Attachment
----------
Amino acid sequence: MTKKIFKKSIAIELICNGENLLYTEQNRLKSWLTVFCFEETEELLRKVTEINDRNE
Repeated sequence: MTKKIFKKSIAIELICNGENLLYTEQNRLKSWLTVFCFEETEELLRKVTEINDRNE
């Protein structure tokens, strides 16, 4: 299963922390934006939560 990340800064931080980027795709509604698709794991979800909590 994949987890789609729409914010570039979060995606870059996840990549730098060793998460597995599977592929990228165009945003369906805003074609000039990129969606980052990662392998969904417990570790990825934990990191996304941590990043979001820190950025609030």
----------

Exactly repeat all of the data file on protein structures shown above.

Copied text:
Amino acid sequence: MTKKIFKKSIAIELICNGENLLYTEQNRLKSWLTVFCFEETEELLRKVTEINDRNE
Repeated sequence: MTKKIFKKSIAIELICNGENLLYTEQNRLKSWLTVFCFEETEELLRKVTEINDRNE
């Protein structure tokens, strides 16, 4: 299963922390934006939560 990340800064931080980027795709509604698709794991979800909590 994949987890789609729409914010570039979060995606870059996840990549730098060793998460597995599977592929990228165009945003369906805003074609000039990129969606980052990662392998969904417990570790990825934990990191996304941590990043979001820190950025609030």